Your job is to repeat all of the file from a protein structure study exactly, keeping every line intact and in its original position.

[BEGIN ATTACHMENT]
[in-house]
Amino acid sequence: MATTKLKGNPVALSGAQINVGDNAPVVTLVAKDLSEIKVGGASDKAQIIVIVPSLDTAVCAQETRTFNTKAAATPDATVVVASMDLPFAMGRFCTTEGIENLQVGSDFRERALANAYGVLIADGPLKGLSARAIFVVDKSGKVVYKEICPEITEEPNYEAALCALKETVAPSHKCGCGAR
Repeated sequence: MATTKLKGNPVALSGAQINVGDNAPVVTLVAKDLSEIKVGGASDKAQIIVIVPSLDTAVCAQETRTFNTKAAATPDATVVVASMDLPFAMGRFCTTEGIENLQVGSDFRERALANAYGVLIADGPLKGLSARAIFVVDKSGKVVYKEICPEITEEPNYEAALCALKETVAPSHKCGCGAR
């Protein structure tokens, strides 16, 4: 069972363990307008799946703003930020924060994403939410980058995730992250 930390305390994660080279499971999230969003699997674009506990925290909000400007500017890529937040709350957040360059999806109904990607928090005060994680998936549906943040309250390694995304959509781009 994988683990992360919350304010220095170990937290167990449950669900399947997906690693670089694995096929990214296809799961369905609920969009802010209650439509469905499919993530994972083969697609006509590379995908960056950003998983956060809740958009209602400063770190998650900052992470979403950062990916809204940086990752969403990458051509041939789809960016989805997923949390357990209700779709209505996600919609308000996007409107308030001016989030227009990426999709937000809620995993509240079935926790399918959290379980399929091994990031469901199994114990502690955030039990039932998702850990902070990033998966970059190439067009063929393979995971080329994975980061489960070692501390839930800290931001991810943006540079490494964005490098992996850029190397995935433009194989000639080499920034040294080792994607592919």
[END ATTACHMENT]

[in-house]
Amino acid sequence: MATTKLKGNPVALSGAQINVGDNAPVVTLVAKDLSEIKVGGASDKAQIIVIVPSLDTAVCAQETRTFNTKAAATPDATVVVASMDLPFAMGRFCTTEGIENLQVGSDFRERALANAYGVLIADGPLKGLSARAIFVVDKSGKVVYKEICPEITEEPNYEAALCALKETVAPSHKCGCGAR
Repeated sequence: MATTKLKGNPVALSGAQINVGDNAPVVTLVAKDLSEIKVGGASDKAQIIVIVPSLDTAVCAQETRTFNTKAAATPDATVVVASMDLPFAMGRFCTTEGIENLQVGSDFRERALANAYGVLIADGPLKGLSARAIFVVDKSGKVVYKEICPEITEEPNYEAALCALKETVAPSHKCGCGAR
């Protein structure tokens, strides 16, 4: 069972363990307008799946703003930020924060994403939410980058995730992250 930390305390994660080279499971999230969003699997674009506990925290909000400007500017890529937040709350957040360059999806109904990607928090005060994680998936549906943040309250390694995304959509781009 994988683990992360919350304010220095170990937290167990449950669900399947997906690693670089694995096929990214296809799961369905609920969009802010209650439509469905499919993530994972083969697609006509590379995908960056950003998983956060809740958009209602400063770190998650900052992470979403950062990916809204940086990752969403990458051509041939789809960016989805997923949390357990209700779709209505996600919609308000996007409107308030001016989030227009990426999709937000809620995993509240079935926790399918959290379980399929091994990031469901199994114990502690955030039990039932998702850990902070990033998966970059190439067009063929393979995971080329994975980061489960070692501390839930800290931001991810943006540079490494964005490098992996850029190397995935433009194989000639080499920034040294080792994607592919």